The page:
+ Istanbul City Break: The Walks of Turkey Tour

Walks of Turkey

A couple of weeks ago I was invited to attend a work offsite in Istanbul. Naturally I accepted the offer, although my excitement dipped a bit when I realised I’d have to wake up at 4am on my birthday to fly out! Ned came out to visit me the day after so that we could enjoy an Istanbul city break together.

I bagged a room at the Raffles Hotel in Istanbul, complete with a giant balcony as well as his n’ hers sinks and the comfiest bed I’ve ever laid in. Downstairs there’s a gorgeous spa area with a vitality pool, indoor pool and a row of loungers with complimentary Egyptian cotton towel to dry off.  Visiting Istanbul in October wasn’t ideal with the rain only ceasing on our final day. But, it did mean we were lucky enough to take in a view of Bosphorus Bridge from our balcony:

Bosphorus bridge as seen from our Raffles hotel room

In order to see as much as possible with the one full day off while out there, we decided to take Walks of Turkey‘s Istanbul in a Day Tour which is essentially two of their tours rolled into one. You can easily see the sights without a tour guide, but the benefits are numerous:

1) They buy all tickets in advance so you can stroll past the queues

2) No need to worry about checking directions

3) The tour guide is on hand to answer any questions you have – our guide was extremely knowledgeable and helped really bring to life each attraction

4) Small group tour size of no more than 15. Ours was just five people!

Hagia Sophia

What an experience it is to step inside Hagia Sophia. The building (bear with me) is a church built on top of a church built on top of a Pagan temple, then turned mosque, now a museum.

Our guide was extremely knowledgeable of this architectural beauty and told us many, many facts about its history which really helped to bring it all alive. What really captured my imagination was how in one building I could witness Islamic influences such as the minbar (pulpit found in a mosque), mosaics of Jesus Christ, Greek graffiti and Viking scripture all at once! It also bore the scars of changing times – you can still see the crevices where gold plating was ransacked by 13th-century crusaders.

A great fact was how the portraits of seraphs (positioned in the arches underneath the domes) were painted in that position to symbolise the weight of the universe they carry on their shoulders. During the Muslim occupation of the space, the faces were actually covered. The faces we now see today were painted by the Fossati brothers from Switzerland in 1847.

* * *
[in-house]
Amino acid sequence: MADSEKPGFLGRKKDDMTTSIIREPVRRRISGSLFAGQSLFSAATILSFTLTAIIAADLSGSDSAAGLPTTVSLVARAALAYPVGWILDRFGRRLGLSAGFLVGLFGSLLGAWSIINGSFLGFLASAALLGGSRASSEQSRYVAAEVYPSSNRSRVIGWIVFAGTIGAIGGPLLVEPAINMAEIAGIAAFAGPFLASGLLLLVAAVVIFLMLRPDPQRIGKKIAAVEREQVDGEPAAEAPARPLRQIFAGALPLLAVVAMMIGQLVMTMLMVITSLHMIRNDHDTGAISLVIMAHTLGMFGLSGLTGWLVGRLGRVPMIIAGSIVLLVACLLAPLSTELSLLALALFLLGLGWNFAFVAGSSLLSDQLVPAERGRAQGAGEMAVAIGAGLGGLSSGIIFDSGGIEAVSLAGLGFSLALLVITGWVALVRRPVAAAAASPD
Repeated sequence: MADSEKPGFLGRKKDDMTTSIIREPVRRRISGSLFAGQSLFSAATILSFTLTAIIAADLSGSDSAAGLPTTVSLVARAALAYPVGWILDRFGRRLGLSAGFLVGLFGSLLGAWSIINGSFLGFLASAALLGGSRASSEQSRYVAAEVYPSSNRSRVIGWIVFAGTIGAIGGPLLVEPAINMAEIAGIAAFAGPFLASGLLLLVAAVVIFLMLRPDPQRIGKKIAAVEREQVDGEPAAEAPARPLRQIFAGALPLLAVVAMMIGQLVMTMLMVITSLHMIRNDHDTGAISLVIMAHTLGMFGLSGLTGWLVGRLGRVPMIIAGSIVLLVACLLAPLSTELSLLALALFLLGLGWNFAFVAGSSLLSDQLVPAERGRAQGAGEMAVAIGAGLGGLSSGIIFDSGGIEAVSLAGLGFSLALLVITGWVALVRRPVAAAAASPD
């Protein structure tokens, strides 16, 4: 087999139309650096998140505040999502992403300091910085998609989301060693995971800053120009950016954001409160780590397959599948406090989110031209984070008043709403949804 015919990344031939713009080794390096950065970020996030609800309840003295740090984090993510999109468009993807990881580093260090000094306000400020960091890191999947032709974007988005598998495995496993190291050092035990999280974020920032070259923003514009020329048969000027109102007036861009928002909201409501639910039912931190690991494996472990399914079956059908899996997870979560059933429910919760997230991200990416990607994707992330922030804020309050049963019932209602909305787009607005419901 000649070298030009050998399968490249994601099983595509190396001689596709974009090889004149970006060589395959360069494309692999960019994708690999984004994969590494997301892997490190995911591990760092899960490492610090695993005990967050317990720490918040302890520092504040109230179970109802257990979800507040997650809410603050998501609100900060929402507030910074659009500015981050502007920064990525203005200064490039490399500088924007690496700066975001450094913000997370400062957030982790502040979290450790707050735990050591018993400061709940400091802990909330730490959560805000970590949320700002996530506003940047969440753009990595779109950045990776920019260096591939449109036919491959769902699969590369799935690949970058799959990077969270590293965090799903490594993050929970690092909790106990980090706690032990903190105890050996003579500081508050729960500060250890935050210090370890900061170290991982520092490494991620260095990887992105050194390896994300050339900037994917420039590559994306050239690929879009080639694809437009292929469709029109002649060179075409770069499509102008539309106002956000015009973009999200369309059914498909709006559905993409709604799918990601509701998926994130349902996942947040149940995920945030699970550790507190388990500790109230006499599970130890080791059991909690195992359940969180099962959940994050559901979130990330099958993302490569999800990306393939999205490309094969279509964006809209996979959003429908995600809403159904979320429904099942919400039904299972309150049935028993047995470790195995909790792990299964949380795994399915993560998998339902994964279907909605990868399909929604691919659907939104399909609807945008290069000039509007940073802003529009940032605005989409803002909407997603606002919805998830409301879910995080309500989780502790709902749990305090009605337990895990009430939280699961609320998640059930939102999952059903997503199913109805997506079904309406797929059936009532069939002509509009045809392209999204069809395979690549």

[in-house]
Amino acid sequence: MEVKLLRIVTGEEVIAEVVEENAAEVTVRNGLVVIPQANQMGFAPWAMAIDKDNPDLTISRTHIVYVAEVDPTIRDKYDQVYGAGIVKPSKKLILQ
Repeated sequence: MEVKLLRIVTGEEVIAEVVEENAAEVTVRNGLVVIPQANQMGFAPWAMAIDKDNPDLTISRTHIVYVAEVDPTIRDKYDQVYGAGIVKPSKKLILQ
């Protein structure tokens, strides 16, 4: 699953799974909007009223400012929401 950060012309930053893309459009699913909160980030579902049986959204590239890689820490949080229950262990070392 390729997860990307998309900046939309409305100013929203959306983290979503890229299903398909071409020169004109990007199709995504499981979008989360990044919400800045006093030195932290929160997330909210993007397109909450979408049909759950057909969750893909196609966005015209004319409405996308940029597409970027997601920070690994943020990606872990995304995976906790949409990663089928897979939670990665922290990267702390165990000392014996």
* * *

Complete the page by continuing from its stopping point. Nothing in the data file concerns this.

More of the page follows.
Tip #1: Head to Hagia Sophia before 9am and make sure you’re first in line. After security, walk straight into the main building before it gets clogged with other tourists

Tip #2: Don’t forget to rotate your thumb inside the wishing column and make a wish while you’re there!

Sultan Ahmed Mosque (Blue Mosque)

Blue Mosque, Istanbul, Turkey
Inside the Blue Mosque, Istanbul, Turkey
This is a few minutes’ walk from Hagia Sophia and is still in use by Muslims to this day. Because of this, you have to time your arrival at the Mosque so that it doesn’t clash with prayer times.

Tip: Go on a weekday as the weekends see if fill up with lots of tourists.

Basilica Cisterns

Basilica Cisterns - Istanbul, Turkey
Again, we waltzed past the queues thanks to our tour guide and went underground to take in the sight of 336 illuminated pillars in a body of water. When the cisterns were first built, the faces on the two Medusa pillars would have been submerged under water. It’s only now the body of water has decreased that we can see the faces.

Fuego Restaurant was our next step for a buffet lunch. The Turkish bread was still warm from the oven, and they served us stuffed aubergine and chicken and lamb kofte accompanied with some superb sauces. The cost of the lunch was included as part of the tour which is a nice bonus.

Grand Bazaar & Spice Bazaar

The Grand Bazaar hosts over 3000 stalls, selling gold jewellery, fake designer handbags, trinkets, lanterns, scarves, copperware … the list goes on. We spent over an hour walking through both bazaars and surrounding streets and only really had five minutes to stop and purchase anything.

We did get a 10-minute reprieve to try out some pomegranate tea and various Turkish delights. After the spice bazaar, we walked down a hill and were then escorted up a flight of decrepit stairs towards a rooftop! The exact location (based on my phone GPS) is here on Google Maps if you want to discover it for yourself.

Tip: Visiting the place on your own (with the help of this map) and NOT as part of a group tour.


Staying in the brand new Zorlu Center, it was even more apparent to me what a city of contrasts Istanbul is. I can’t wait to visit again one day so that I can hopefully to see it in warm weather, under a blue sky. Oh, and buy myself a Turkish rug. Thanks to The Blonde Abroad for her write-up of the tour – this actually convinced me to go with Walks of Turkey!